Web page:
Do people take advantage of me because I work nights? - page 4
I dont want to get into the specifics of it, but I'm starting to notice a pattern. i've worked nightshift for years and regardless of who i'm working for my supervisor ALWAYS calls me 3hours after my shift has ended. She wants to... Read More
- 1Jun 18, '12 by texasfnpIt is easy to get a prepaid cell phone for the school, and have a separate number for them to call. But, I think you mentioned another concern as to why you answer the phone, and that is that they may have a question about something that happened during your shift.
I started getting these sorts of calls, mainly the nurse who took my group of patient would call me to clarify something I said during report. Mostly, it was, "I forgot what you told me...." or, "What did you tell me about this patient...."
I figured out pretty quickly that many nurses would rather pick up the phone and call you instead of actually paying attention during report or researching a problem themselves to find the answer.
What I realized is that I am not on-call after I leave the facility. I am not obligated to answer any questions or to clarify anything or especially, to tell a nurse something AGAIN, because she wasn't paying attention during report. What I do to avoid any calls based upon something I may have missed, is to go over my med charting like crazy before I leave. Making sure everything is signed off, especially insulins and IV antibiotics.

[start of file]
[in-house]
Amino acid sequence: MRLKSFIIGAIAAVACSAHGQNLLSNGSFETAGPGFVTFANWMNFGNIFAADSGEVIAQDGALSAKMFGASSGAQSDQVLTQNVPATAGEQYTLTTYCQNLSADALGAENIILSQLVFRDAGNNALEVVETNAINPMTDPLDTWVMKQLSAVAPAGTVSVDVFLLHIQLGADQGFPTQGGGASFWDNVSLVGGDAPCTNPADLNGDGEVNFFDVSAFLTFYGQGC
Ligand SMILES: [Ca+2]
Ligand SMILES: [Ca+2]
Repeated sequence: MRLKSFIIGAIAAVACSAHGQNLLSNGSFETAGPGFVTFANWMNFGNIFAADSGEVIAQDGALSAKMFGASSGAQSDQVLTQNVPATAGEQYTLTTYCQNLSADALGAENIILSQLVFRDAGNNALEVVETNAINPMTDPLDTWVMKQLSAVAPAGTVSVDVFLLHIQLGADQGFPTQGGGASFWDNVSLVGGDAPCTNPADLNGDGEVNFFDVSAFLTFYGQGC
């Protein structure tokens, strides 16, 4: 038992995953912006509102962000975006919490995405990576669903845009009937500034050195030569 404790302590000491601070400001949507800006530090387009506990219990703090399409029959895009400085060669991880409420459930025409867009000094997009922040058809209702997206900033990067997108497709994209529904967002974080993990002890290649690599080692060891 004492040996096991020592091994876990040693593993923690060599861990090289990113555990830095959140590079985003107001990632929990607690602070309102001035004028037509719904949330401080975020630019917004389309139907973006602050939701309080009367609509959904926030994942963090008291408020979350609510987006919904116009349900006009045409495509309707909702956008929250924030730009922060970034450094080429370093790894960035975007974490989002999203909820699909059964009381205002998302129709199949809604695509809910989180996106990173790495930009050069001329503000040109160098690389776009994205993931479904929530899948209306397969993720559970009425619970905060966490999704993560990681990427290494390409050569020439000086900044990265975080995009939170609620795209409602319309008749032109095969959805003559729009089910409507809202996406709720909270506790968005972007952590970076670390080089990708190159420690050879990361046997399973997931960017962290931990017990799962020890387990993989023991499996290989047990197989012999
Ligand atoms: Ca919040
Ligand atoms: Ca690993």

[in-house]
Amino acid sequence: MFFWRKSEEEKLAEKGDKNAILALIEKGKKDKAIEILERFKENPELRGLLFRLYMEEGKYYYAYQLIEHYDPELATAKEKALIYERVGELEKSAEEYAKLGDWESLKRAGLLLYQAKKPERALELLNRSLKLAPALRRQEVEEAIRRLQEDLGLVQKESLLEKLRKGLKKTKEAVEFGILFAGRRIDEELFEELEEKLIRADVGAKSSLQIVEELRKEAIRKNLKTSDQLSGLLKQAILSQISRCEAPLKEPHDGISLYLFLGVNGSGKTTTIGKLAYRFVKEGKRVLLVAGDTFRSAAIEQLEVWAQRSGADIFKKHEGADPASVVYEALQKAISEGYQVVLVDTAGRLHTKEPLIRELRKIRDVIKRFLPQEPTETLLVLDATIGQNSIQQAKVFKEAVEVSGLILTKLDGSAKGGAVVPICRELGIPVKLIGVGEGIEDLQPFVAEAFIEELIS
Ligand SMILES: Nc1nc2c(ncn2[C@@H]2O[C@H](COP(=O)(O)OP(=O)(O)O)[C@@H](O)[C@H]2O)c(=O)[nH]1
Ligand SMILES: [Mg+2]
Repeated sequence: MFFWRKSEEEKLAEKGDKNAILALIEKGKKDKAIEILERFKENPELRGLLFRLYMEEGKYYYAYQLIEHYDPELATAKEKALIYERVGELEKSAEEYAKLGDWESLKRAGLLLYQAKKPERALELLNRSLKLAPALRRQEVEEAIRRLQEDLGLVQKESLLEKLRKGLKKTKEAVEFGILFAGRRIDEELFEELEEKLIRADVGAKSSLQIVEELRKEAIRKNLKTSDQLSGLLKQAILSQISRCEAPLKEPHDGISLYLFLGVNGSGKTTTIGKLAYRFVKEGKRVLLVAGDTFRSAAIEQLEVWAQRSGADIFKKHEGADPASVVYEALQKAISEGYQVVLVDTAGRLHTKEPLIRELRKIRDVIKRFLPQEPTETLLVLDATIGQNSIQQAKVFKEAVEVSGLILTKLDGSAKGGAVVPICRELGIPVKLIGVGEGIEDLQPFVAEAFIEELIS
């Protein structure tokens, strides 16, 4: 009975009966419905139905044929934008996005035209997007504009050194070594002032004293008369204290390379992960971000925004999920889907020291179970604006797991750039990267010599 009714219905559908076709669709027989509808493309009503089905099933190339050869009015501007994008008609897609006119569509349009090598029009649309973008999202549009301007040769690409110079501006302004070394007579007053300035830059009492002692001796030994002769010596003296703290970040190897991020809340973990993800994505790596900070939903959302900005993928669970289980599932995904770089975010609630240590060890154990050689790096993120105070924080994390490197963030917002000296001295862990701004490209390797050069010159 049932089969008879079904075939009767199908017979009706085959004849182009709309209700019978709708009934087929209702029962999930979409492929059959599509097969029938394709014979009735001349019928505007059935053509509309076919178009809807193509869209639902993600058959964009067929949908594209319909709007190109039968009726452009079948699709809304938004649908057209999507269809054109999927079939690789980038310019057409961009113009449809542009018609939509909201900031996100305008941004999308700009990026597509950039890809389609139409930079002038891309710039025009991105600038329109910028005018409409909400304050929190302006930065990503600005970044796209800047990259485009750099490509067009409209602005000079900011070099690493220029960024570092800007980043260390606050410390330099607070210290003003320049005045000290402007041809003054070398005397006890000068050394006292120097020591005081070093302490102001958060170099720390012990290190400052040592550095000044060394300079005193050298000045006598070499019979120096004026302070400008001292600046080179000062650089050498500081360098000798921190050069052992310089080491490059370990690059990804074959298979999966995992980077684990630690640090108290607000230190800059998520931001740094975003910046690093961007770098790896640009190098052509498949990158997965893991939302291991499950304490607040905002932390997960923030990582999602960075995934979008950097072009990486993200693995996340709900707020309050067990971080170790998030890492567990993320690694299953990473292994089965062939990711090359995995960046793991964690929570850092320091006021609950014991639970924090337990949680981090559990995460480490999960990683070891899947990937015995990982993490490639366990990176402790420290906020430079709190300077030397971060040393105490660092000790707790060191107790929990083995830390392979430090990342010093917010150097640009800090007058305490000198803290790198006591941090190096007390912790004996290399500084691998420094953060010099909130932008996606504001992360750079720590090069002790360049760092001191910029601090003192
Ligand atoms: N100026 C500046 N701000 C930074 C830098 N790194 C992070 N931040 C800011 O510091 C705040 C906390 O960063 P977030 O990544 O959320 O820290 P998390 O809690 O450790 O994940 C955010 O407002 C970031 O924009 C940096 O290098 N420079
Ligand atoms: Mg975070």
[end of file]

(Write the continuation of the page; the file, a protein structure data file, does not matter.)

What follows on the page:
But really, my point is, once we clock out, we are off the clock! If you documented your meds properly and gave them as ordered, passed on any new orders to the oncoming nurse, you should not have to answer any questions during the day.
The important thing is to be able to let go of it. We all worry about making a big mistake, but really, once you leave you couldn't fix it anyway. So, we need to let go and just go to bed.
Once they realize you are not going to answer and not return their calls (until a reasonable time), they will stop calling.
- 0Jun 18, '12 by windsurfer8You cant control what others do. You can only control what you do. First I would explain to the head nurse that if she wants you to pick up extra shifts she needs to put requests in your box and you will look at them when you get to work. You are not getting enough sleep. YOU have to protect your license. The people in suits could care less. If you screw up at work because of sleep deprivation do you think they will defend you? Or say it was their fault for calling you? NO. You put your foot down and stand up for yourself. Ofcourse they will call you if you never say anything.
- 0Jun 18, '12 by DoeRNThis happened to me when I was a new grad and worked nights. I would always say yes. Now I look at the caller ID and either don't answer or simply say no I'm not available to work. And if I'm pressured I repeat I'm not available to work. Now my boss gets the hint and I let her know when I want to work extra.
- 1Jun 19, '12 by nurseintx0511I never answer the phone when work calls. Unless its about the time of day they would be calling to cancel me lol. But I felt like they rushed on me for being new and was calling me every day I was off. I always let it go to voicemail, if it's my manager calling about a scheduling question, I'll call back. But usually I don't even call back if they are asking me to add on. Sorry, don't think it's right to call a night nurse at 2 in the afternoon and ask if they want to work that night, when I've been out all AM running errands and have had no sleep. Just my opinion